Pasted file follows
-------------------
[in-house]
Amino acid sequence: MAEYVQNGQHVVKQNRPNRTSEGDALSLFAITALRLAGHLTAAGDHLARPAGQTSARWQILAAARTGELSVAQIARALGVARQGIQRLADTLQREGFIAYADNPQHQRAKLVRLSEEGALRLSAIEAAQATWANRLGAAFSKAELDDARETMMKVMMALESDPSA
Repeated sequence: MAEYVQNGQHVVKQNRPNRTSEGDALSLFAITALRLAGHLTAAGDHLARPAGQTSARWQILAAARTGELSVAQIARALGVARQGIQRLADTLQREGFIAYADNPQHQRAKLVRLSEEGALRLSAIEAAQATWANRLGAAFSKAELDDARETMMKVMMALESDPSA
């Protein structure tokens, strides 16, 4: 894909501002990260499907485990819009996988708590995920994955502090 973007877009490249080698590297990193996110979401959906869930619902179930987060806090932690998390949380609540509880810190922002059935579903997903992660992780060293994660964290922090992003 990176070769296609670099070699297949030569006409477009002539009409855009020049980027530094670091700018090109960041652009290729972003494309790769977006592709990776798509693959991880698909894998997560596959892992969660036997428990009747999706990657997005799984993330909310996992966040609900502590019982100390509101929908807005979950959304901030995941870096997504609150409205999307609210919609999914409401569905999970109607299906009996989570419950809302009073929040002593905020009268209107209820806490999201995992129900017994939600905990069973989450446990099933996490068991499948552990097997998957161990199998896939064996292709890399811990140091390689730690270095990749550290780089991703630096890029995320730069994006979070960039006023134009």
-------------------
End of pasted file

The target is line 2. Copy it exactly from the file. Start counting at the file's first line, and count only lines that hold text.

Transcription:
Amino acid sequence: MAEYVQNGQHVVKQNRPNRTSEGDALSLFAITALRLAGHLTAAGDHLARPAGQTSARWQILAAARTGELSVAQIARALGVARQGIQRLADTLQREGFIAYADNPQHQRAKLVRLSEEGALRLSAIEAAQATWANRLGAAFSKAELDDARETMMKVMMALESDPSA